Discharge readiness after remimazolam versus propofol for colonoscopy: A randomised, double-blind trial : European Journal of Anaesthesiology | EJA

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Discharge readiness after remimazolam versus propofol for colonoscopy

A randomised, double-blind trial

Yao, Yusheng; Guan, Jinsheng; Liu, Linwei; Fu, Bingbing; Chen, Lei; Zheng, Xiaochun

Author Information
European Journal of Anaesthesiology: December 2022 - Volume 39 - Issue 12 - p 911-917
doi: 10.1097/EJA.0000000000001715



  • Remimazolam provides a noninferior discharge time to propofol for colonoscopy.
  • Remimazolam is associated with less injection pain than propofol.
  • Remimazolam is associated with a lower risk of hypotension and bradycardia than propofol.


Colorectal cancer occurred globally in more than 1.9 million new cases and with 935 000 deaths in 2020, ranking third in incidence and second in mortality.1 Colonoscopy is recommended for earlier cancer detection and prevention, resulting in a significant risk reduction in incidence and mortality, especially in relation to colorectal polyps.2–4 Unfortunately, colonoscopy is generally accompanied by pain or discomfort, which may hamper the acceptance of colonoscopy as an outpatient-based public health screening test. Procedural sedation is widely performed to attenuate pain and anxiety in patients undergoing colonoscopy.

Considering the disadvantages of the existing anaesthetic options and the increasing demand for comfortable medical care, physicians are searching for an ideal drug with a more tolerable profile.5,6 Propofol and midazolam are both the first-choice sedation agents for colonoscopy. Propofol is preferred because of its rapid onset and offset properties, allowing for timely recovery. However, outcomes using propofol are not ideal, including injection pain, hypotension, apnea and fatigue.7,8 These drawbacks may hinder functional recovery and delay discharge. Midazolam is associated with less injection pain and stable during the procedure.9 However, midazolam may delay discharge and take recovery room resources because of its prolonged elimination half-life and active metabolite, especially in patients with renal or hepatic dysfunction.10,11

Remimazolam is a novel ultrashort-acting intravenous benzodiazepine sedative with a short half-life and rapid recovery.12 Several recent studies have indicated that remimazolam might be an attractive candidate drug for procedural sedation in many settings, such as endoscopy and bronchoscopy.13,14 Nevertheless, concerning the discharge time after colonoscopy, there is need for further evidence comparing remimazolam and propofol. Hence, we conducted this randomised study to test the hypothesis that remimazolam could provide a noninferior discharge time in comparison with propofol in patients undergoing ambulatory colonoscopy.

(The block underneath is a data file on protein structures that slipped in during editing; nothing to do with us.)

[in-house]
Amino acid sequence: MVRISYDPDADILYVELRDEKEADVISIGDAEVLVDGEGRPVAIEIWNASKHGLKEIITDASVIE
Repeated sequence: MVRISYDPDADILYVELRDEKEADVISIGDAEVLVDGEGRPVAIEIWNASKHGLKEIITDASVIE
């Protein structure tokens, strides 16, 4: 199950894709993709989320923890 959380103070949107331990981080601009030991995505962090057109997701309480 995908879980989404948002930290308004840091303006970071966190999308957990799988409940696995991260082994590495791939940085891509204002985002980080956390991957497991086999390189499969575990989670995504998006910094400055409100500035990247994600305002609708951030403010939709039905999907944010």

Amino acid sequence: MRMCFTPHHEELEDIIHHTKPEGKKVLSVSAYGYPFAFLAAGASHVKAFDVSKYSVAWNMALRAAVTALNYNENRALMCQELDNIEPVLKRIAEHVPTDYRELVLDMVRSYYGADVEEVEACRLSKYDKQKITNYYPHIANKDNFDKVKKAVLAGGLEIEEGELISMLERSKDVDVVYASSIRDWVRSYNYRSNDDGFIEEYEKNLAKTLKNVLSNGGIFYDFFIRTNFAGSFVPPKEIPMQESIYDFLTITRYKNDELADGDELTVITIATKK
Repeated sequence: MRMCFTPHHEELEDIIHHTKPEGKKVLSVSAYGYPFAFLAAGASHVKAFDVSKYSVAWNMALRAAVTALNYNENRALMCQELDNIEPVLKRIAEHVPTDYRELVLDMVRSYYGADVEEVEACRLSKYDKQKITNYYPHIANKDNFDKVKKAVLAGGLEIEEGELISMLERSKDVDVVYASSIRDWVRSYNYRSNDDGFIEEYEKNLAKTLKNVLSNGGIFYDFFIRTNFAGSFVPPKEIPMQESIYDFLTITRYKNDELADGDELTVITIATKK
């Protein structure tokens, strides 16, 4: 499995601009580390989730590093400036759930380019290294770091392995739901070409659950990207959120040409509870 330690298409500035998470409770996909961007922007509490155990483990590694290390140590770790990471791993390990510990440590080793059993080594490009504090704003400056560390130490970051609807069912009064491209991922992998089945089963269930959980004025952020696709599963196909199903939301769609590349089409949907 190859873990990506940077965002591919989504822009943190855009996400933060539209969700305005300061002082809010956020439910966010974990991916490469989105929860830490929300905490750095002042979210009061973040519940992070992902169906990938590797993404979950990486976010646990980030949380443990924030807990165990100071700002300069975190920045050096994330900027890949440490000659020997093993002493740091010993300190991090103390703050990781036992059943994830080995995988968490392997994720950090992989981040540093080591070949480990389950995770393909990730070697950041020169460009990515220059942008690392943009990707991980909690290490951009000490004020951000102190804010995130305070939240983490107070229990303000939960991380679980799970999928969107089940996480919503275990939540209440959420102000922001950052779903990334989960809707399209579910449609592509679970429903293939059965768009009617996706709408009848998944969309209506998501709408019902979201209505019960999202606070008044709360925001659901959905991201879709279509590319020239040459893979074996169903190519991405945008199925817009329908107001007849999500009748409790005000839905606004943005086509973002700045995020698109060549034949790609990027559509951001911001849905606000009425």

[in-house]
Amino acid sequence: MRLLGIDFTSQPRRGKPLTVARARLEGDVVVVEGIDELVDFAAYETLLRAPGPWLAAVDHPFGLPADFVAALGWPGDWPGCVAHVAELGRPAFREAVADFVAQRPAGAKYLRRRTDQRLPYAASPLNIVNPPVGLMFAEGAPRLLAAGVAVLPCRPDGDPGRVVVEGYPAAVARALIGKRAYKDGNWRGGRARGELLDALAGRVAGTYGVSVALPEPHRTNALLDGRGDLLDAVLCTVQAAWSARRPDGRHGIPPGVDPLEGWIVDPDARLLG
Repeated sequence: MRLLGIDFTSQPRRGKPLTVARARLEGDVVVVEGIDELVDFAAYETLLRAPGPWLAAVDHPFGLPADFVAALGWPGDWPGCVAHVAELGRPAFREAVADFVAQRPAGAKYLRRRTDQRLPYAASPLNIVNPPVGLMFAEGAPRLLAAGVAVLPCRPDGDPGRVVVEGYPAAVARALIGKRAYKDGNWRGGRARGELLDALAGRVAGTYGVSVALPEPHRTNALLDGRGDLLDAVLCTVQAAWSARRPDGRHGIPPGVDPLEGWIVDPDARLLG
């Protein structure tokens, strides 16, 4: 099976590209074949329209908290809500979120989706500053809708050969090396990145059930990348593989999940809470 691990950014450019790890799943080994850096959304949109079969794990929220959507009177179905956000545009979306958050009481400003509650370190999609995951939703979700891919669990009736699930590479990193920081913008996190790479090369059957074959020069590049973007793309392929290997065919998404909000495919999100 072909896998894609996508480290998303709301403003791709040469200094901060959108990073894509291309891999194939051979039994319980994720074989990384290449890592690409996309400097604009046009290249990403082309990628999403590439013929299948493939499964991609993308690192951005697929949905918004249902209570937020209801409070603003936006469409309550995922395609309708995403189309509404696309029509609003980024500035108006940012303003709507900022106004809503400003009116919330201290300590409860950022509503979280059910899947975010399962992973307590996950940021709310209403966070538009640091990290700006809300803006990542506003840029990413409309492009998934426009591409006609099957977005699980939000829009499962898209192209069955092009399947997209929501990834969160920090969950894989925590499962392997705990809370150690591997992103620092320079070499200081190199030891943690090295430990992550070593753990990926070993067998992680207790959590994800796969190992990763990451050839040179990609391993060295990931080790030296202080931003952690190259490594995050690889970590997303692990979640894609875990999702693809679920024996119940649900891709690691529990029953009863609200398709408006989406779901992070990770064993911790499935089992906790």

Study design and participants

This is a prospective, single-centre, randomised, double-blind, parallel-group, noninferiority clinical trial. The Fujian Provincial Hospital's Institutional Review Board approved the study protocol (reference number K2021-06-016, Chairperson Professor Lian Fayang, 24 June 2021). The trial was registered at the Chinese Clinical Trials Registry (http://www.chictr.org.cn, identifier: ChiCTR2100048678) on 12 July 2021. We conducted this trial in the endoscopy suite of Fujian Provincial Hospital (Fuzhou, China) between July 2021 and October 2021. The trial adheres to the Good Clinical Practice guidelines and the principles of the Declaration of Helsinki.15,16 No changes to the methods occurred after trial commencement. Participants aged 18 to 65 years with an ASA physical status of I to II who were scheduled to undergo ambulatory colonoscopy were eligible for this study. Exclusion criteria consisted of a history of allergy to study medications, weight less than 40 kg, BMI greater than 30 kg m−2, obstructive sleep apnoea, chronic use of opioids or benzodiazepines, inability to ambulate without assistance, preexisting cognitive impairment, a suspected or diagnosed disorder of the lower gastrointestinal tract that required advanced therapeutic endoscopy, a history of drug or ethanol abuse, pregnancy or lactating female patients, and inability to communicate in Mandarin Chinese.

Randomisation and blinding

After obtaining informed written consent, 132 participants were randomly assigned in a 1 : 1 ratio to either the remimazolam or propofol group using a computer-generated random number table. The study code number and group allocation were typed by a nonparticipant in the trial on separate pages, folded and concealed in sequentially numbered opaque envelopes. On the morning of the procedure, an independent nurse not involved in the study dispensed numbered syringes previously filled with the study drugs according to the randomisation sequence. The study drugs were prepared and injected with nontransparent black syringes, infusion tubing and connectors. All participants, attending anaesthetists, operating endoscopists and investigators involved in data collection, analysis and interpretation were unaware of the group allocation.